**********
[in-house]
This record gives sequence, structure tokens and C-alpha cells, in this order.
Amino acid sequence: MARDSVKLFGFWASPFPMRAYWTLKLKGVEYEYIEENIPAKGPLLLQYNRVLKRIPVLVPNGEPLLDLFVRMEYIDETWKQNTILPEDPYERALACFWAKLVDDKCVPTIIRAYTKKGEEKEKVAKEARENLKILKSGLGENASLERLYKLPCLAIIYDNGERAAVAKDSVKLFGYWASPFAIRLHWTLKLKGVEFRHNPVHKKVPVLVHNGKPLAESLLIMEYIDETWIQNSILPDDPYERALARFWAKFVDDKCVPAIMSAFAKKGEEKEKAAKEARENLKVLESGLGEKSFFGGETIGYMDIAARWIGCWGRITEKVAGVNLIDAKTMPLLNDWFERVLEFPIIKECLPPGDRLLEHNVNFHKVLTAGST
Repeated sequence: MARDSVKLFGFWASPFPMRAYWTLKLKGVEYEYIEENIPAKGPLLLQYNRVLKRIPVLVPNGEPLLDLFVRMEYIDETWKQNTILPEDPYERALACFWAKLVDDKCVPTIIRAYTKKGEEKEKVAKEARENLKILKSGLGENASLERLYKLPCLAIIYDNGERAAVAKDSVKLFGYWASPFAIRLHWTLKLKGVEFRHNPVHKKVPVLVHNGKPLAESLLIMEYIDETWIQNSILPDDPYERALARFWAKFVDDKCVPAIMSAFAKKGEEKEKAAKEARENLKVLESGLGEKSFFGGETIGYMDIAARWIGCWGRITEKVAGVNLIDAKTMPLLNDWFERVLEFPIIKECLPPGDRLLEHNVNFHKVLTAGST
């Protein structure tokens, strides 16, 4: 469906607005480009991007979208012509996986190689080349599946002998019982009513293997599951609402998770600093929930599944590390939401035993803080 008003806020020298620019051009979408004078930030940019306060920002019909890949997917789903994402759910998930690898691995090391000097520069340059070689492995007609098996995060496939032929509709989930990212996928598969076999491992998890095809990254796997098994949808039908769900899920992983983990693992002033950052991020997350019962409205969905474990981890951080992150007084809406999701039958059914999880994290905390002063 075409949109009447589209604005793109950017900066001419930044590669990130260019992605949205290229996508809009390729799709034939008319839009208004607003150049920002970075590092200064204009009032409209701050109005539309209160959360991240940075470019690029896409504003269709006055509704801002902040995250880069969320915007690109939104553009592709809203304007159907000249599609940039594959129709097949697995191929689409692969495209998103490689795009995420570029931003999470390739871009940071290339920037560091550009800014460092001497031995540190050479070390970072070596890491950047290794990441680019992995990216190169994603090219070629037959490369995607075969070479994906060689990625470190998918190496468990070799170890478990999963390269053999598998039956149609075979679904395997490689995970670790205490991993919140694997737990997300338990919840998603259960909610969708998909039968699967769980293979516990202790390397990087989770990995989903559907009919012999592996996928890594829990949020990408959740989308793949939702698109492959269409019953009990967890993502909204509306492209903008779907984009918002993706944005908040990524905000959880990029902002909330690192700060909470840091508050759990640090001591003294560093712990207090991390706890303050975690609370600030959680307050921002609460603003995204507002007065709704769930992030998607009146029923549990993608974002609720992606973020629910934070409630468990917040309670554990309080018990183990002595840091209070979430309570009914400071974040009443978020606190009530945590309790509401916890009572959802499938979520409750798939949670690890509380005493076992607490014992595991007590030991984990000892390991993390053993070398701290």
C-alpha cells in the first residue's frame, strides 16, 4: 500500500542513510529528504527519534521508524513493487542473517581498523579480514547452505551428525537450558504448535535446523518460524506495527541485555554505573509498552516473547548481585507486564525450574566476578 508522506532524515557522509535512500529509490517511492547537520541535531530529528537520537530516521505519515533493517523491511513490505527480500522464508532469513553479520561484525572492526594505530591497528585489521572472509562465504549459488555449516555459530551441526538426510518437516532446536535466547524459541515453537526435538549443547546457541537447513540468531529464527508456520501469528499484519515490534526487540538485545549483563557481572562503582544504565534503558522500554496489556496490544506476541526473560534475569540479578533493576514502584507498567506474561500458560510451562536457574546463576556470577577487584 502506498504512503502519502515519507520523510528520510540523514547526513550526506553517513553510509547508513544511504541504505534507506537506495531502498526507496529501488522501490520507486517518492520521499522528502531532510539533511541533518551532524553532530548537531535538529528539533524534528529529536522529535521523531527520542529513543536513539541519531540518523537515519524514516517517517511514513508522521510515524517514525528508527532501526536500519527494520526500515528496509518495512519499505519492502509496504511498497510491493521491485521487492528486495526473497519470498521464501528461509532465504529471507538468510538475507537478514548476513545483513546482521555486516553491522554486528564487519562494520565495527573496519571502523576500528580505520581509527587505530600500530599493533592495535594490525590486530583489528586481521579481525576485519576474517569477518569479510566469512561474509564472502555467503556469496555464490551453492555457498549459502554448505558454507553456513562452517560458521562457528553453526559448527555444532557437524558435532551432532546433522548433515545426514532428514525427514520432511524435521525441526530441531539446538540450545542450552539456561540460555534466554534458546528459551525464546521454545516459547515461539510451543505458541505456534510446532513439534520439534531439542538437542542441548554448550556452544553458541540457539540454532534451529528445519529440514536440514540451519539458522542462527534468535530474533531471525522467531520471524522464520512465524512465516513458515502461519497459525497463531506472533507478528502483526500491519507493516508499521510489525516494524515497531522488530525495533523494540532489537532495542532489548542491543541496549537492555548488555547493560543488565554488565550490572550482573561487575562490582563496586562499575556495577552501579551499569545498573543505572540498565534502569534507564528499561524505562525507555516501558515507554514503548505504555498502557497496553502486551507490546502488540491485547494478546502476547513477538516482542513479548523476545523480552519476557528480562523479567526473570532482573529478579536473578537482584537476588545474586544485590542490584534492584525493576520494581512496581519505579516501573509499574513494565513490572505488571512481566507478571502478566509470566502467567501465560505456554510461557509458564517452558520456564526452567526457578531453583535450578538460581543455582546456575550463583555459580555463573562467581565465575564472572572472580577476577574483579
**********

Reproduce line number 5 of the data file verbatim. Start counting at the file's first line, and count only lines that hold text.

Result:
């Protein structure tokens, strides 16, 4: 469906607005480009991007979208012509996986190689080349599946002998019982009513293997599951609402998770600093929930599944590390939401035993803080 008003806020020298620019051009979408004078930030940019306060920002019909890949997917789903994402759910998930690898691995090391000097520069340059070689492995007609098996995060496939032929509709989930990212996928598969076999491992998890095809990254796997098994949808039908769900899920992983983990693992002033950052991020997350019962409205969905474990981890951080992150007084809406999701039958059914999880994290905390002063 075409949109009447589209604005793109950017900066001419930044590669990130260019992605949205290229996508809009390729799709034939008319839009208004607003150049920002970075590092200064204009009032409209701050109005539309209160959360991240940075470019690029896409504003269709006055509704801002902040995250880069969320915007690109939104553009592709809203304007159907000249599609940039594959129709097949697995191929689409692969495209998103490689795009995420570029931003999470390739871009940071290339920037560091550009800014460092001497031995540190050479070390970072070596890491950047290794990441680019992995990216190169994603090219070629037959490369995607075969070479994906060689990625470190998918190496468990070799170890478990999963390269053999598998039956149609075979679904395997490689995970670790205490991993919140694997737990997300338990919840998603259960909610969708998909039968699967769980293979516990202790390397990087989770990995989903559907009919012999592996996928890594829990949020990408959740989308793949939702698109492959269409019953009990967890993502909204509306492209903008779907984009918002993706944005908040990524905000959880990029902002909330690192700060909470840091508050759990640090001591003294560093712990207090991390706890303050975690609370600030959680307050921002609460603003995204507002007065709704769930992030998607009146029923549990993608974002609720992606973020629910934070409630468990917040309670554990309080018990183990002595840091209070979430309570009914400071974040009443978020606190009530945590309790509401916890009572959802499938979520409750798939949670690890509380005493076992607490014992595991007590030991984990000892390991993390053993070398701290």